Durban — The 2021 July unrest victims are disappointed with the recent recommendations and findings revealed by the South African Human Rights Commission (SAHRC) and the Commission for the Promotion and Protection of the Rights of Cultural, Religious and Linguistic Communities (CPC).
Residents of the Khan Road informal settlement in Pietermaritzburg were allegedly attacked during the riots by security guards who accused them of looting nearby businesses owned by Indians. Some residents lost their lives in the attack while others were injured and their homes were torched.
Speaking to the Daily News, Zandile Nguse, 35, the mother of 16-year-old Thobani Nguse, who was shot and killed, said the report had opened unhealed wounds.
“I do not think the report has done any justice. Our lives have changed for the worse and the government has not shown any remorse. The recommendations made by the SAHRC and CPC just stipulated what the government needed to do better in instances of protests and violence, while our lives are stuck in the dark,” said Nguse.
Zanele Leyisa, 31, who was injured during the riots and is still recovering from the trauma, said the recommendations did not seem to provide any support for the pain she had to endure.
“I am not impressed with what the commission has reported because none of their recommendations will contribute to my health condition. I’ll forever be stuck in this wheelchair and that hurts deep because that means my life will never be the same again,” said Leyisa, who was left paralysed by an injury to her spinal cord.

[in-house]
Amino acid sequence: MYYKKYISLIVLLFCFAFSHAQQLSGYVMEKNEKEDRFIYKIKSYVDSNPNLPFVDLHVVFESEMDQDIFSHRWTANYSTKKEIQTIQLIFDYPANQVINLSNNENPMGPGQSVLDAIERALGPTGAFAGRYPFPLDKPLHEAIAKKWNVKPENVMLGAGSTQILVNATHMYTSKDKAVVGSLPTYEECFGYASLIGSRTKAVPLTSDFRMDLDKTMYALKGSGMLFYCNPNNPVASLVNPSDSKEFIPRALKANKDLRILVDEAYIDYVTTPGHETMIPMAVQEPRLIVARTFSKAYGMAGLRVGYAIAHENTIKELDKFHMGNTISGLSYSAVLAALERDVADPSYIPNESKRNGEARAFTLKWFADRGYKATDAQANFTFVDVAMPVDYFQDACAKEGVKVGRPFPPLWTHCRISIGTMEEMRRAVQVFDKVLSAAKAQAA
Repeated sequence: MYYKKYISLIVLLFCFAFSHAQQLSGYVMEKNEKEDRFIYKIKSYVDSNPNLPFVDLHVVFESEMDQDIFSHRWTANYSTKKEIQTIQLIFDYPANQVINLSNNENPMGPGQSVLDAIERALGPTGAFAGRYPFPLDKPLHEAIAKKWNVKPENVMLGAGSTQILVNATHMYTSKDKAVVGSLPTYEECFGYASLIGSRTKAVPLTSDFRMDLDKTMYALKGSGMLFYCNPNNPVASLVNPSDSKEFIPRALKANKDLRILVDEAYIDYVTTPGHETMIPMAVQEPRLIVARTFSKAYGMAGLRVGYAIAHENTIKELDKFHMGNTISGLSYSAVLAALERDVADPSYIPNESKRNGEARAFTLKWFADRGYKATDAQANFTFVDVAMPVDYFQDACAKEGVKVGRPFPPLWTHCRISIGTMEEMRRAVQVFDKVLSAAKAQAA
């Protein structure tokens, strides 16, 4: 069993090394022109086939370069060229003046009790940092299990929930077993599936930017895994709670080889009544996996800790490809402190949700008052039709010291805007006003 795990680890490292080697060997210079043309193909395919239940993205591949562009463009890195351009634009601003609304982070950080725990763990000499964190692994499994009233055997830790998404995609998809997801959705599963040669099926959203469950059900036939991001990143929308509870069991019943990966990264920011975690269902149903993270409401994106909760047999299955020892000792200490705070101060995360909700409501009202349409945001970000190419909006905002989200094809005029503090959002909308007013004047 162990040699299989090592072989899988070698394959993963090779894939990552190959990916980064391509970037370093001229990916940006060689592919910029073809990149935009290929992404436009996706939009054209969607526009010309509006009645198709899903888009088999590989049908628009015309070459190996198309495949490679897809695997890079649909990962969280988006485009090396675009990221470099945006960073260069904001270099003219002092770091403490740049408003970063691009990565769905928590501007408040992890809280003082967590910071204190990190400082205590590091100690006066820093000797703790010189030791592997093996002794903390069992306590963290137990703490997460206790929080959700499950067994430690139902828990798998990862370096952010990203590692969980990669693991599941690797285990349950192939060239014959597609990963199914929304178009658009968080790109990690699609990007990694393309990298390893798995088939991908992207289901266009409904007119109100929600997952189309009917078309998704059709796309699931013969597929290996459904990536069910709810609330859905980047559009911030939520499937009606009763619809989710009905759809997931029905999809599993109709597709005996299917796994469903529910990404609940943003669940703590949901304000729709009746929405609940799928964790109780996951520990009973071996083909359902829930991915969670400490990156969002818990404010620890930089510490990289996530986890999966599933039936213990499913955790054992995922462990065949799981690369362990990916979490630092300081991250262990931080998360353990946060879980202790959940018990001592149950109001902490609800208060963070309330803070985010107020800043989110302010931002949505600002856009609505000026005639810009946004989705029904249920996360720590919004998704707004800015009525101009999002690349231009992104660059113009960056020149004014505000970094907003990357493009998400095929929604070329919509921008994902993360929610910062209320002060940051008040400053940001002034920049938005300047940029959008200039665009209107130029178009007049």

Chris Biyela, a resident of Bhambayi, said the report exposed the incompetence of the government. He said he hoped the victims would pursue a case against the state, which had failed to protect its people.
“The government must compensate the victims and take care of the conditions of their lives,” he said.
The SAHRC report revealed that the acts of vandalism and destruction were “orchestrated” by mysterious actors who were “well-resourced”.
The SAHRC said the findings revealed that there had been deep-seated tensions between blacks and Indians which originated in Cato Manor and Inanda in 1949 and 1985, where the two races clashed.
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